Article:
assessments and stakeholder consultation programs in Algeria for various multinational oil and

gas producers. These assessments complied with IFC standards and Equator Principle protocols

for impact assessment and meaningful consultation. Leticia holds a bachelor's degree in Spanish,

with an area concentration in Arabic, and a master's degree in mass communication, specializing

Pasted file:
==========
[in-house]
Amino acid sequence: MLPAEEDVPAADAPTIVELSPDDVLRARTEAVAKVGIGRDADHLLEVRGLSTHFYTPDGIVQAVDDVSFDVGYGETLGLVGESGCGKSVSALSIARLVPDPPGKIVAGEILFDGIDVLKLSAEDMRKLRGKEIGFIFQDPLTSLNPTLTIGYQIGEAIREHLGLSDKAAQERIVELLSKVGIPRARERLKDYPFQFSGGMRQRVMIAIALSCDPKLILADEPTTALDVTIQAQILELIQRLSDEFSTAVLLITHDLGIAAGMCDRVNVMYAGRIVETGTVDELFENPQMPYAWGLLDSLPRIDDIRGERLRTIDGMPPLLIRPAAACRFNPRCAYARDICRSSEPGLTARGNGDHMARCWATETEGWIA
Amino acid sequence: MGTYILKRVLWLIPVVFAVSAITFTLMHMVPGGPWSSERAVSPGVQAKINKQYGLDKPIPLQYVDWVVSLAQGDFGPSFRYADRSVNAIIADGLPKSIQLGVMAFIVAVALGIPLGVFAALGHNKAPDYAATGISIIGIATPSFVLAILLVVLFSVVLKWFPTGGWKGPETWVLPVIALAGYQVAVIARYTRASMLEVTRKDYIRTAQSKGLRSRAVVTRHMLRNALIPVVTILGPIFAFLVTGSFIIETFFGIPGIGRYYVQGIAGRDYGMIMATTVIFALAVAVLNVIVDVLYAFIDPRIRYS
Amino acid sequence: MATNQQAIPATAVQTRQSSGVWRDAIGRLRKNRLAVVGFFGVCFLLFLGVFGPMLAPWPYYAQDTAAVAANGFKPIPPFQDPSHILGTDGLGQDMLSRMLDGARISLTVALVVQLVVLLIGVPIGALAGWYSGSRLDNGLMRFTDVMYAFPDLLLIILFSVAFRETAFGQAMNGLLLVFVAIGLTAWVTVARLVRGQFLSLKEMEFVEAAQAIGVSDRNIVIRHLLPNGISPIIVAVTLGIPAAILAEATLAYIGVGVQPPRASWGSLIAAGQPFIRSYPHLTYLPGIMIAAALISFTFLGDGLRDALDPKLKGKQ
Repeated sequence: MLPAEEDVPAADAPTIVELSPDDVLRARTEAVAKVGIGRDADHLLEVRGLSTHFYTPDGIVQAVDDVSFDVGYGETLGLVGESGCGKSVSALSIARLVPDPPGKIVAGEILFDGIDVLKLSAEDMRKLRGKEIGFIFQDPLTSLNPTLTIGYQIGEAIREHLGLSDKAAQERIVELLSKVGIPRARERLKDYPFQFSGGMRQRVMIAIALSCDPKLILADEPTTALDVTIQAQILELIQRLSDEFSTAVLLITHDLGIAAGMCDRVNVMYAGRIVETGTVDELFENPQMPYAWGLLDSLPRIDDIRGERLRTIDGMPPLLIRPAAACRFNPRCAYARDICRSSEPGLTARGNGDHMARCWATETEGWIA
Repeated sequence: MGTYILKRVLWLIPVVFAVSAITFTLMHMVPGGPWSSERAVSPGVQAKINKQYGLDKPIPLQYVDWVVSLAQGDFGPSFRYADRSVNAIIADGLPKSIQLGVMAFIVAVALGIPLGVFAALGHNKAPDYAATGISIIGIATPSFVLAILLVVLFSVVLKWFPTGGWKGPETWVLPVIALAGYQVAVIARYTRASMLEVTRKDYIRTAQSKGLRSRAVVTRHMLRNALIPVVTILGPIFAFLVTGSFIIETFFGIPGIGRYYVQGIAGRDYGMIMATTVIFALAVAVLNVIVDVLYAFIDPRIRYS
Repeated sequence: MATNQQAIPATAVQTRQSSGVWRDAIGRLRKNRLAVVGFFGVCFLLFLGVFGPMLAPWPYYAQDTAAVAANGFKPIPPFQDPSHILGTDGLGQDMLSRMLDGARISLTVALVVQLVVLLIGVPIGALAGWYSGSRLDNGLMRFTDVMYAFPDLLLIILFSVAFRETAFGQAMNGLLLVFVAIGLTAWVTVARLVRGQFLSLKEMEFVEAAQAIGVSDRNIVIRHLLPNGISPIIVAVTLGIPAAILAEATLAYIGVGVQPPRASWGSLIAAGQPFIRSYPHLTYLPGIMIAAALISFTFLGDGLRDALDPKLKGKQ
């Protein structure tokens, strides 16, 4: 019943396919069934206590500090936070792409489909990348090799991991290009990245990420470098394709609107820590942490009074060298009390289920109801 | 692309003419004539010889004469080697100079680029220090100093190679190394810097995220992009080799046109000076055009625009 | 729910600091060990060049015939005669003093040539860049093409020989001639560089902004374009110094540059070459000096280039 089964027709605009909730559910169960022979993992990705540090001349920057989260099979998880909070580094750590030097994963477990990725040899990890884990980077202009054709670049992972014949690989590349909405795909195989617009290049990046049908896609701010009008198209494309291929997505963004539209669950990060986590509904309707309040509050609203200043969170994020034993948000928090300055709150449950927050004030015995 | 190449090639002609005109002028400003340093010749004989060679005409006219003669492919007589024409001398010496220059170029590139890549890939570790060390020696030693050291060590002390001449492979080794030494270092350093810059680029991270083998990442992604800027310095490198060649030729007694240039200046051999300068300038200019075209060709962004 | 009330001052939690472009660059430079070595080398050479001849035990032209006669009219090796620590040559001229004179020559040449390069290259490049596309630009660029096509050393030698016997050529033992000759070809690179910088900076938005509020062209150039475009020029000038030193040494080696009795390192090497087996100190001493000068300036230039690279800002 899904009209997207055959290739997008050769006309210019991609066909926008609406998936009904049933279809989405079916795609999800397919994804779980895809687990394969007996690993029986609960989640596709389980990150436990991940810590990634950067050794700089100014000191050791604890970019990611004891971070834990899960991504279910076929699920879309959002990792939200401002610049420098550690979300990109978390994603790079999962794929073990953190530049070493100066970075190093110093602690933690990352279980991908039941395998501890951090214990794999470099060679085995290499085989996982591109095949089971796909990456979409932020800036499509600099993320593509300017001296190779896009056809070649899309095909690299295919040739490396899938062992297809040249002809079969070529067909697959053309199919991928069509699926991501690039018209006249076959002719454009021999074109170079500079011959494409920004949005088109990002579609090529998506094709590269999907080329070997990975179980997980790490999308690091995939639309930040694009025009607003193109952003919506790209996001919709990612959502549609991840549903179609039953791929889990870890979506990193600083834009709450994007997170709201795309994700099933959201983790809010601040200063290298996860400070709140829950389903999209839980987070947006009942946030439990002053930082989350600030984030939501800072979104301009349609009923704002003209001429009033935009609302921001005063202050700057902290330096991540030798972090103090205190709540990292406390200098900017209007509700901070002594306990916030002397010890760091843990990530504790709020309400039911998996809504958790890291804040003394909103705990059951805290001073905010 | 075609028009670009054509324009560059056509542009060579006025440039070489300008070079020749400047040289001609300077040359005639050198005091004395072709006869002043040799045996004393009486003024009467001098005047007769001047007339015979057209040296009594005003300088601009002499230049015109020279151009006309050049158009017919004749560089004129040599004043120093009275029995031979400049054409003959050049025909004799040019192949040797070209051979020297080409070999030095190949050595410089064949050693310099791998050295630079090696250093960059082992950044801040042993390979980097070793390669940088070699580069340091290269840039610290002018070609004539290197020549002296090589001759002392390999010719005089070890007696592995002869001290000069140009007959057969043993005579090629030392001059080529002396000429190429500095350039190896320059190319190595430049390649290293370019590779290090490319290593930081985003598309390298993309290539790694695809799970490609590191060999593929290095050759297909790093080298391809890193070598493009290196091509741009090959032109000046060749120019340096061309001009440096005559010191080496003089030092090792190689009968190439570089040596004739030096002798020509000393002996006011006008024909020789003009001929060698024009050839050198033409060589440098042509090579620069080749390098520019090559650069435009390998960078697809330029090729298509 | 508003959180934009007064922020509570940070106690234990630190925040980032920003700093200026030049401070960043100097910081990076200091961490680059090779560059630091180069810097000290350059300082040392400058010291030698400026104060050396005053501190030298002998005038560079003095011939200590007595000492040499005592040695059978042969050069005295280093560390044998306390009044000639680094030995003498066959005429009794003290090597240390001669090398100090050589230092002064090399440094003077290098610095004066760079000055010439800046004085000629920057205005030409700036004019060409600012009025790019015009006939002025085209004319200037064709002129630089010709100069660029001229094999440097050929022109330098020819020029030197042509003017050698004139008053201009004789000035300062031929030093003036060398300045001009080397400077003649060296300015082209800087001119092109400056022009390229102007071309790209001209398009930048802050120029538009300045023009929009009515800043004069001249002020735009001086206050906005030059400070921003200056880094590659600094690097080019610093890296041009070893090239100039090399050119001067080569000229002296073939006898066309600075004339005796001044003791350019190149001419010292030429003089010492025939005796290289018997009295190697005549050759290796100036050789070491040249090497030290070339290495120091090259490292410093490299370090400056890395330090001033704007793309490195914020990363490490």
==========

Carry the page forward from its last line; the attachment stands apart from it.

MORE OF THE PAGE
in public relations.





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1 CORPORATE SOCIAL RESPONSIBILITY IN U.S. HISPANIC BUSINESSES:AN ANALYSIS OF LEVELS OF PARTICIPATION AND SUPPORT By LETICIA M. SOLAUN A THESIS PRESENTED TO THE GRADUATE SCHOOL OF THE UNIVERSITY OF FLOR IDA IN PARTIAL FULFILLMENT OF THE REQUIREMENTS FOR THE DEGREE OF MASTER OF ARTS IN MASS COMMUNICATION UNIVERSITY OF FLORIDA 2007

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2 Leticia M. Solaun